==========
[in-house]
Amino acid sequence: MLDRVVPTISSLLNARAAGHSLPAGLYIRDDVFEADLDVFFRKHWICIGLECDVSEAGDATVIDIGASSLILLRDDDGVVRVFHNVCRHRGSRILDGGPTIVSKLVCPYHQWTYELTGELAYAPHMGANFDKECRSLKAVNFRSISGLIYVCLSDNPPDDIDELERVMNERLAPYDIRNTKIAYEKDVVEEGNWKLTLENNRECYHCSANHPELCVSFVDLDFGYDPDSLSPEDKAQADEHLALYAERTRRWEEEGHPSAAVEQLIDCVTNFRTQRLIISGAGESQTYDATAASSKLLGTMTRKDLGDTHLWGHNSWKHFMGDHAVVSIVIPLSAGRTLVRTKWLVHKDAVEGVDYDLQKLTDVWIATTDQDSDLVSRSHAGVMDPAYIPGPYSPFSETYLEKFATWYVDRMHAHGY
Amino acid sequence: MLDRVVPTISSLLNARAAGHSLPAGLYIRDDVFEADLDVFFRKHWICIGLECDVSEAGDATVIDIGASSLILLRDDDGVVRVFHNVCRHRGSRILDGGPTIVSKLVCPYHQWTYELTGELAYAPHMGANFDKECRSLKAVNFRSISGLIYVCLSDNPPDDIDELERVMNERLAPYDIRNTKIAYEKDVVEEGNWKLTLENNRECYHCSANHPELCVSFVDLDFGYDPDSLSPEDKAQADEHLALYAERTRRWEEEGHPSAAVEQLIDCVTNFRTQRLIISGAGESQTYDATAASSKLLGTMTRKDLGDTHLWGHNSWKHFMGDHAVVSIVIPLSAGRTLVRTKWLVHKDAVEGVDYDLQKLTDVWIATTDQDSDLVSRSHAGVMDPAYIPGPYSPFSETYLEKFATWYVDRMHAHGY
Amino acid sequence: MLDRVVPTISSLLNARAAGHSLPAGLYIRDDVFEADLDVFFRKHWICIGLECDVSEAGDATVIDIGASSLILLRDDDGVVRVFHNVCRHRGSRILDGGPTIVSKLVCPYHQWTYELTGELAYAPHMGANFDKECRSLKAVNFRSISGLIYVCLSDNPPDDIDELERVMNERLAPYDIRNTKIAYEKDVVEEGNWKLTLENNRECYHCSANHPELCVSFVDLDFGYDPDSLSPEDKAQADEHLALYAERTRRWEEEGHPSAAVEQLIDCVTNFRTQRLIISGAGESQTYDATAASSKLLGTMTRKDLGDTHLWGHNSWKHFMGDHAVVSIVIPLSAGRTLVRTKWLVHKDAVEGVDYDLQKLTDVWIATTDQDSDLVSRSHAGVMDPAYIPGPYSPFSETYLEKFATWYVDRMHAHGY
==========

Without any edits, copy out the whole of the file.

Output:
[in-house]
Amino acid sequence: MLDRVVPTISSLLNARAAGHSLPAGLYIRDDVFEADLDVFFRKHWICIGLECDVSEAGDATVIDIGASSLILLRDDDGVVRVFHNVCRHRGSRILDGGPTIVSKLVCPYHQWTYELTGELAYAPHMGANFDKECRSLKAVNFRSISGLIYVCLSDNPPDDIDELERVMNERLAPYDIRNTKIAYEKDVVEEGNWKLTLENNRECYHCSANHPELCVSFVDLDFGYDPDSLSPEDKAQADEHLALYAERTRRWEEEGHPSAAVEQLIDCVTNFRTQRLIISGAGESQTYDATAASSKLLGTMTRKDLGDTHLWGHNSWKHFMGDHAVVSIVIPLSAGRTLVRTKWLVHKDAVEGVDYDLQKLTDVWIATTDQDSDLVSRSHAGVMDPAYIPGPYSPFSETYLEKFATWYVDRMHAHGY
Amino acid sequence: MLDRVVPTISSLLNARAAGHSLPAGLYIRDDVFEADLDVFFRKHWICIGLECDVSEAGDATVIDIGASSLILLRDDDGVVRVFHNVCRHRGSRILDGGPTIVSKLVCPYHQWTYELTGELAYAPHMGANFDKECRSLKAVNFRSISGLIYVCLSDNPPDDIDELERVMNERLAPYDIRNTKIAYEKDVVEEGNWKLTLENNRECYHCSANHPELCVSFVDLDFGYDPDSLSPEDKAQADEHLALYAERTRRWEEEGHPSAAVEQLIDCVTNFRTQRLIISGAGESQTYDATAASSKLLGTMTRKDLGDTHLWGHNSWKHFMGDHAVVSIVIPLSAGRTLVRTKWLVHKDAVEGVDYDLQKLTDVWIATTDQDSDLVSRSHAGVMDPAYIPGPYSPFSETYLEKFATWYVDRMHAHGY
Amino acid sequence: MLDRVVPTISSLLNARAAGHSLPAGLYIRDDVFEADLDVFFRKHWICIGLECDVSEAGDATVIDIGASSLILLRDDDGVVRVFHNVCRHRGSRILDGGPTIVSKLVCPYHQWTYELTGELAYAPHMGANFDKECRSLKAVNFRSISGLIYVCLSDNPPDDIDELERVMNERLAPYDIRNTKIAYEKDVVEEGNWKLTLENNRECYHCSANHPELCVSFVDLDFGYDPDSLSPEDKAQADEHLALYAERTRRWEEEGHPSAAVEQLIDCVTNFRTQRLIISGAGESQTYDATAASSKLLGTMTRKDLGDTHLWGHNSWKHFMGDHAVVSIVIPLSAGRTLVRTKWLVHKDAVEGVDYDLQKLTDVWIATTDQDSDLVSRSHAGVMDPAYIPGPYSPFSETYLEKFATWYVDRMHAHGY